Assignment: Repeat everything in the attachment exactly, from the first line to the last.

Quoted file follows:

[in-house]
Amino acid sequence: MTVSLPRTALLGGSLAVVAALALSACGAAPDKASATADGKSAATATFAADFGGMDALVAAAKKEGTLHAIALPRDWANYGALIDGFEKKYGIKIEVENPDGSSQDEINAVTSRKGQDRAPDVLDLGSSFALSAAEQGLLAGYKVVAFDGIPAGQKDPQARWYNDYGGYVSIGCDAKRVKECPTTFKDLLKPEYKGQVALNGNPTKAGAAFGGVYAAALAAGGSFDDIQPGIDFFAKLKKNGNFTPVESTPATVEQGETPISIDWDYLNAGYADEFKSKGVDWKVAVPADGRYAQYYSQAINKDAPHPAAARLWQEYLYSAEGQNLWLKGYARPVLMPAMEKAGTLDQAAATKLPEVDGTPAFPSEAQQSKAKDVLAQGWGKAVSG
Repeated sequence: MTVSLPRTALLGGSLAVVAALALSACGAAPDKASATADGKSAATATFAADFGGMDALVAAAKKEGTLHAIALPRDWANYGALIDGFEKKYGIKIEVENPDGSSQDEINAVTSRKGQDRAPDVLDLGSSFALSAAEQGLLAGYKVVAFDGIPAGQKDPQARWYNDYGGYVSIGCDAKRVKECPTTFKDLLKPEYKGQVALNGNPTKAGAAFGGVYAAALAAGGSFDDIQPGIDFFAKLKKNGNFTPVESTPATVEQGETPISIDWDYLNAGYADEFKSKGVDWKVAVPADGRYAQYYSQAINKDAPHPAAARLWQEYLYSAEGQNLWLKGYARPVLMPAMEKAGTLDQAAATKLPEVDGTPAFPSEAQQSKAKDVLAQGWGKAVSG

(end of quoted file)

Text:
[in-house]
Amino acid sequence: MTVSLPRTALLGGSLAVVAALALSACGAAPDKASATADGKSAATATFAADFGGMDALVAAAKKEGTLHAIALPRDWANYGALIDGFEKKYGIKIEVENPDGSSQDEINAVTSRKGQDRAPDVLDLGSSFALSAAEQGLLAGYKVVAFDGIPAGQKDPQARWYNDYGGYVSIGCDAKRVKECPTTFKDLLKPEYKGQVALNGNPTKAGAAFGGVYAAALAAGGSFDDIQPGIDFFAKLKKNGNFTPVESTPATVEQGETPISIDWDYLNAGYADEFKSKGVDWKVAVPADGRYAQYYSQAINKDAPHPAAARLWQEYLYSAEGQNLWLKGYARPVLMPAMEKAGTLDQAAATKLPEVDGTPAFPSEAQQSKAKDVLAQGWGKAVSG
Repeated sequence: MTVSLPRTALLGGSLAVVAALALSACGAAPDKASATADGKSAATATFAADFGGMDALVAAAKKEGTLHAIALPRDWANYGALIDGFEKKYGIKIEVENPDGSSQDEINAVTSRKGQDRAPDVLDLGSSFALSAAEQGLLAGYKVVAFDGIPAGQKDPQARWYNDYGGYVSIGCDAKRVKECPTTFKDLLKPEYKGQVALNGNPTKAGAAFGGVYAAALAAGGSFDDIQPGIDFFAKLKKNGNFTPVESTPATVEQGETPISIDWDYLNAGYADEFKSKGVDWKVAVPADGRYAQYYSQAINKDAPHPAAARLWQEYLYSAEGQNLWLKGYARPVLMPAMEKAGTLDQAAATKLPEVDGTPAFPSEAQQSKAKDVLAQGWGKAVSG